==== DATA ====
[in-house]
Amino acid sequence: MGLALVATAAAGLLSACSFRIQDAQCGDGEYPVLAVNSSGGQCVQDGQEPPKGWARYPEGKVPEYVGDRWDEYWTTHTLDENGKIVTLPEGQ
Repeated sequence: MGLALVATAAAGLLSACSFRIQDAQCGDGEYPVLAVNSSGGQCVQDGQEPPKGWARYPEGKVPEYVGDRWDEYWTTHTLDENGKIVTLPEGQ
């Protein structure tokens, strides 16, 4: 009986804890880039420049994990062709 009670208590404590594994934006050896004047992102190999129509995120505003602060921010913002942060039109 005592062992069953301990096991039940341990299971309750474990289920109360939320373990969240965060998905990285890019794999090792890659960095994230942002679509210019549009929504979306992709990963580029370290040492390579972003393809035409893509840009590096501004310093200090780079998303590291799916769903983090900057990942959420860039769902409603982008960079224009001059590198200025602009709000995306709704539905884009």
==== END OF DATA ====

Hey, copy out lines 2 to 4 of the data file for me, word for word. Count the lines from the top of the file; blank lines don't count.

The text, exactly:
Amino acid sequence: MGLALVATAAAGLLSACSFRIQDAQCGDGEYPVLAVNSSGGQCVQDGQEPPKGWARYPEGKVPEYVGDRWDEYWTTHTLDENGKIVTLPEGQ
Repeated sequence: MGLALVATAAAGLLSACSFRIQDAQCGDGEYPVLAVNSSGGQCVQDGQEPPKGWARYPEGKVPEYVGDRWDEYWTTHTLDENGKIVTLPEGQ
């Protein structure tokens, strides 16, 4: 009986804890880039420049994990062709 009670208590404590594994934006050896004047992102190999129509995120505003602060921010913002942060039109 005592062992069953301990096991039940341990299971309750474990289920109360939320373990969240965060998905990285890019794999090792890659960095994230942002679509210019549009929504979306992709990963580029370290040492390579972003393809035409893509840009590096501004310093200090780079998303590291799916769903983090900057990942959420860039769902409603982008960079224009001059590198200025602009709000995306709704539905884009």